Eisai and Biogen’s New Alzheimer’s Drug to Receive FDA Decision by January
A year after the controversial decision to approve Biogen and Eisai’s Alzheimer’s disease (AD) drug, Aduhelm, the duo is on a similar track with their newer candidate, lecanemab, which the FDA granted Priority Review and will administer a decision by January 6, 2023. Eisai took the reigns for lecanemab’s regulatory approval process and the Phase 3 clinical trial, which could be the basis of the FDA’s Biologic License Approval decision.
The Quest to Make Up For Aduhelm’s Shortcomings
Lecanemab, like Aduhelm, is a monoclonal antibody designed to bind to and neutralize toxic amyloid-beta aggregates, which are suspected to be a driving factor in the progression of AD. Eisai is testing the drug to treat patients with early AD, which can lead to memory loss and the inability to care for oneself.
The two drugs developed under Eisai and Biogen’s partnership have similar mechanisms for treating AD, but lecanemab will have to prove its worth after Aduhelm has drawn so much criticism since its accelerated approval in June 2021. The FDA defined the primary endpoint of the Aduhelm trials as the reduction of amyloid-beta plaque in the brain. Despite only one of two late-stage studies demonstrating a slowing of cognitive decline, Aduhelm received approval for the first Alzheimer’s treatment in nearly twenty years. The FDA required Biogen to conduct a new controlled clinical trial to prove the drug’s efficacy, or it may withdraw its approval status.
Since Aduhelm’s approval, criticisms have come raining down on the drug, preventing it from becoming the blockbuster hit Biogen and Eisai hoped it would be. The most recent blow to Aduhelm’s reputation came in April this year when the Centers for Medicare and Medicaid Services of the United States limited coverage of the drug to only patients participating in a clinical trial. This setback was followed by Biogen’s decision to withdraw a market application in Europe after a discussion with the European Medicines Agency revealed that current data would likely not be sufficient to convince the regulatory agency of Aduhelm’s safety and efficacy.
The fallout from Aduhelm’s controversy has had an impact on Biogen’s reputation and its workforce. As a result of the poor performance, it has been reported that Biogen employees have been laid off, including two-thirds of Aduhelm’s commercial team and field leaders.
Lecanemab is on a similar regulatory path as its predecessor after receiving Fast Track Designation and Breakthrough Therapy Designation. Now, Eisai and Biogen will have to rely on the findings of a Phase 3 clinical trial for the FDA to determine whether or not lecanemab meets primary endpoints and effectively treats Alzheimer’s safely.
With so many similarities in the lead-up to an approval decision between lecanemab and Aduhelm, interested parties worldwide are asking whether or not lecanemab has what it takes to become a successful Alzheimer’s treatment.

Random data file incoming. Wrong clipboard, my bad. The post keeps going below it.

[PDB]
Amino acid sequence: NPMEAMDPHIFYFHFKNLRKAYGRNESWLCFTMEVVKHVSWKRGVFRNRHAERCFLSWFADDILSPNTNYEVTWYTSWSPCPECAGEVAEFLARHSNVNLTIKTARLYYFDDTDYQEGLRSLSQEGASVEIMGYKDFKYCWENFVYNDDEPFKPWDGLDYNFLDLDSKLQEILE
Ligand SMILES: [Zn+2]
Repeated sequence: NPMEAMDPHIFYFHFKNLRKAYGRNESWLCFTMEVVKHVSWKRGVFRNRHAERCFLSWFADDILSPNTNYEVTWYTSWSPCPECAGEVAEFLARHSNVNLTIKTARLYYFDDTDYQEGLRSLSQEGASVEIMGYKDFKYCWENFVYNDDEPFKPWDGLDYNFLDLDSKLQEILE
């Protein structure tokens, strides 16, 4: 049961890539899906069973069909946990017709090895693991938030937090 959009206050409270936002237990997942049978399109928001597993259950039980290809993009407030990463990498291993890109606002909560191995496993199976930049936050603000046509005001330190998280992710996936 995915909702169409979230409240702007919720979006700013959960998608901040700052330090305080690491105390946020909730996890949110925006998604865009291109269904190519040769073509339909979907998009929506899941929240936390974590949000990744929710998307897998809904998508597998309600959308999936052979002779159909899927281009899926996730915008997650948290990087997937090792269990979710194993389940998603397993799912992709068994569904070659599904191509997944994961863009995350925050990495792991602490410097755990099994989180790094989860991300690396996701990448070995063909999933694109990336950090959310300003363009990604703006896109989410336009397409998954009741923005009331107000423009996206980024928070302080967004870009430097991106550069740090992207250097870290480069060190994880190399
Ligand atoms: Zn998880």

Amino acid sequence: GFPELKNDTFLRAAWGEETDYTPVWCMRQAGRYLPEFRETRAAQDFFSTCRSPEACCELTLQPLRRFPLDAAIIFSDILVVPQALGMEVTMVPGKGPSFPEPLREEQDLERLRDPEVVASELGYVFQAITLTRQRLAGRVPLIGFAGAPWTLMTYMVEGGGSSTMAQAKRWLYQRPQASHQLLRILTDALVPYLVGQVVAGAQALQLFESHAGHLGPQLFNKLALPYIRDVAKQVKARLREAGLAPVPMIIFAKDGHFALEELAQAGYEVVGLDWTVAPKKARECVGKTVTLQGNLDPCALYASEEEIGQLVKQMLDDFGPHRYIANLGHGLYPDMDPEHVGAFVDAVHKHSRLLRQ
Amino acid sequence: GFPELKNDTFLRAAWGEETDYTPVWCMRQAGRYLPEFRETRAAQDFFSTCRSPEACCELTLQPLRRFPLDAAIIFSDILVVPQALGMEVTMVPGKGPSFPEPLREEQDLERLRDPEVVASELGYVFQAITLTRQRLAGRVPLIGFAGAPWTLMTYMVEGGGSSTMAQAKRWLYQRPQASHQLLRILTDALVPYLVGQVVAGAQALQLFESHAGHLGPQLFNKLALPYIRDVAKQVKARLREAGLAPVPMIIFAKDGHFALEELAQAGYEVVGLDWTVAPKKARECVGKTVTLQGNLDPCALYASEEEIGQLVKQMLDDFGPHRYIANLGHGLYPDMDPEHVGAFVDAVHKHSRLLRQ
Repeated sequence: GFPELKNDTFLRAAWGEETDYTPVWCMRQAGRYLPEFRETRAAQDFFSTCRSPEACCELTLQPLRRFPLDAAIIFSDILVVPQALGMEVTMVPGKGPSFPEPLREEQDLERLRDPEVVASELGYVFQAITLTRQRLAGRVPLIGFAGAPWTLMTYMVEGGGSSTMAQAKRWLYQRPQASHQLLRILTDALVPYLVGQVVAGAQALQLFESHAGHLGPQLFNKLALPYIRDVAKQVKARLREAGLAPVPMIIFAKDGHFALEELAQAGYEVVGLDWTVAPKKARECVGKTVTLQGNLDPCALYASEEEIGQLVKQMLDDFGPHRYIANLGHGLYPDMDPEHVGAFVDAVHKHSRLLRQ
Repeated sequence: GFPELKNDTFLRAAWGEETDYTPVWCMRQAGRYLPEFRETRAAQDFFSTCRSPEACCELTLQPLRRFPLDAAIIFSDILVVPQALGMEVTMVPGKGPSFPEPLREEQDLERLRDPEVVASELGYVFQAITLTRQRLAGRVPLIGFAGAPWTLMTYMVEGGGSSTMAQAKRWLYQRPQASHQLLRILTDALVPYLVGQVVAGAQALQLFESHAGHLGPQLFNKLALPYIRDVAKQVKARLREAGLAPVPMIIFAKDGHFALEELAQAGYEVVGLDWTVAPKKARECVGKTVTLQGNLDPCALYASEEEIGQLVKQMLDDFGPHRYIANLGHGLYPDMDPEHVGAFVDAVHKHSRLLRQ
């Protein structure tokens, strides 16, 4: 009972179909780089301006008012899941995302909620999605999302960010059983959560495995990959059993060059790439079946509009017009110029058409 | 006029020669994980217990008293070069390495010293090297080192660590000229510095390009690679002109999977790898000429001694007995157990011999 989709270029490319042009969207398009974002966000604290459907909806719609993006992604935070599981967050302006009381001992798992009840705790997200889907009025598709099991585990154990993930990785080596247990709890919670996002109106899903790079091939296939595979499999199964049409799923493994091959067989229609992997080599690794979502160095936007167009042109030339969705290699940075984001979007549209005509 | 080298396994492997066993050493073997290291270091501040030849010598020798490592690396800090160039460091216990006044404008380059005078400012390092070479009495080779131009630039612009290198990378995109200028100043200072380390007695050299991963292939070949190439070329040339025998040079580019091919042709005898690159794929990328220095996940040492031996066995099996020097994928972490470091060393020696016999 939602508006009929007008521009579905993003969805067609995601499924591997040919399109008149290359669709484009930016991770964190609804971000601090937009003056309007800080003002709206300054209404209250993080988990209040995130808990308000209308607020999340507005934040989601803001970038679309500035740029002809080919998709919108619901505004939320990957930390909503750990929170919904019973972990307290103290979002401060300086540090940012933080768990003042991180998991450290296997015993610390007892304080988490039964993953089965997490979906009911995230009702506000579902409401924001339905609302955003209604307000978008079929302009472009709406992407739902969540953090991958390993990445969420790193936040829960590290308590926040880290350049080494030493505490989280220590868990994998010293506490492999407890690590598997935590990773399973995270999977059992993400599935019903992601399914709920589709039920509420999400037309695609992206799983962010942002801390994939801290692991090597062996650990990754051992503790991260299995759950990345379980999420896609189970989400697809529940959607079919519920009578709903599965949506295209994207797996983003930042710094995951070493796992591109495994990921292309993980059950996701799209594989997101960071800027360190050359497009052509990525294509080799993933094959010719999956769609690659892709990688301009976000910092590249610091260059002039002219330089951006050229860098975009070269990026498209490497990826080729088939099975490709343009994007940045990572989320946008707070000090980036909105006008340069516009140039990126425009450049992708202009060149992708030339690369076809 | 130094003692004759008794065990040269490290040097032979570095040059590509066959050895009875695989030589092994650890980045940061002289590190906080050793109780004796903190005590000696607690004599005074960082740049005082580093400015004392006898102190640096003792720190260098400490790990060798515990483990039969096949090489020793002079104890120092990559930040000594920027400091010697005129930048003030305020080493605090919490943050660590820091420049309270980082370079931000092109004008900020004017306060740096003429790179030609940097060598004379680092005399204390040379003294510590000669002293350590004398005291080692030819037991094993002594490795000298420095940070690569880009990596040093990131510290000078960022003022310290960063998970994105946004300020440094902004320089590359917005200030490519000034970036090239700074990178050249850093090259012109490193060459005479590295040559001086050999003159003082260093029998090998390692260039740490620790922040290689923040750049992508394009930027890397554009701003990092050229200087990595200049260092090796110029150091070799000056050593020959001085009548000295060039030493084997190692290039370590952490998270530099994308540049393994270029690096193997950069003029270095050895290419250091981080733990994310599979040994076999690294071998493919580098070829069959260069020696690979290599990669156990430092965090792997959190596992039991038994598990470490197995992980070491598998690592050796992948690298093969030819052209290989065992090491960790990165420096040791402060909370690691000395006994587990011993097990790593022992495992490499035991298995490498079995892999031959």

Related article: Biogen Halts Aduhelm’s Second EU Marketing Application
The Race For an Effective, Profitable Alzheimer’s Treatment
Alzheimer’s, at every stage of disease progression, has long-flummoxed neuroscientists, which makes creating a valuable treatment for the disease difficult. As some understanding of the underlying factors surrounding AD has become clearer, more companies are focusing on developing AD treatments.
Roche and Eli Lilly are among the top competitors in the arena with drug candidates that also aim to capitalize on neutralizing amyloid-beta aggregates to slow AD progression. Gantenerumab, one of Genentech’s candidates, a subsidiary of Roche, has been in the works for several years. The company recently announced that it would begin a four-year Phase 3 clinical trial to study the long-term safety and efficacy of treating AD.
Roche is working diligently to provide a safer, more effective treatment option, particularly after watching Aduhelm struggle from the sidelines. The company humbly announced that a different candidate, crenezumab, did not show significant improvements in participants. Roche also stopped a Phase 3 trial in 2014 when the treatment did not demonstrate positive results in participants.
Eli Lilly continues developing its AD treatment candidate, donanemab, after receiving Breakthrough Therapy Designation in June last year. Like Roche, Eli Lilly is taking a slower approach as a side effect of Aduhelm’s rollout. The company will focus on more thorough clinical trials to provide more robust data before submitting a Biologic License Approval application.
The Tokyo-based Eisai has a long history in the AD treatment space, with Aricept in its arsenal, a drug approved in 1996 to treat dementia of the Alzheimer’s type. Though groundbreaking at the time, Aricept does not show any promise of changing the progression of AD, as it hopes to demonstrate with lecanemab.
Eisai and Biogen have all the momentum behind lecanemab that the companies could hope for with a drug candidate. Still, it is overshadowed by the problems associated with its predecessor, Aduhelm. Not only will Eisai and Biogen have to gain FDA approval, but the duo will also have to gain approval from the rest of the medical community to prove the safety and efficacy of lecanemab.
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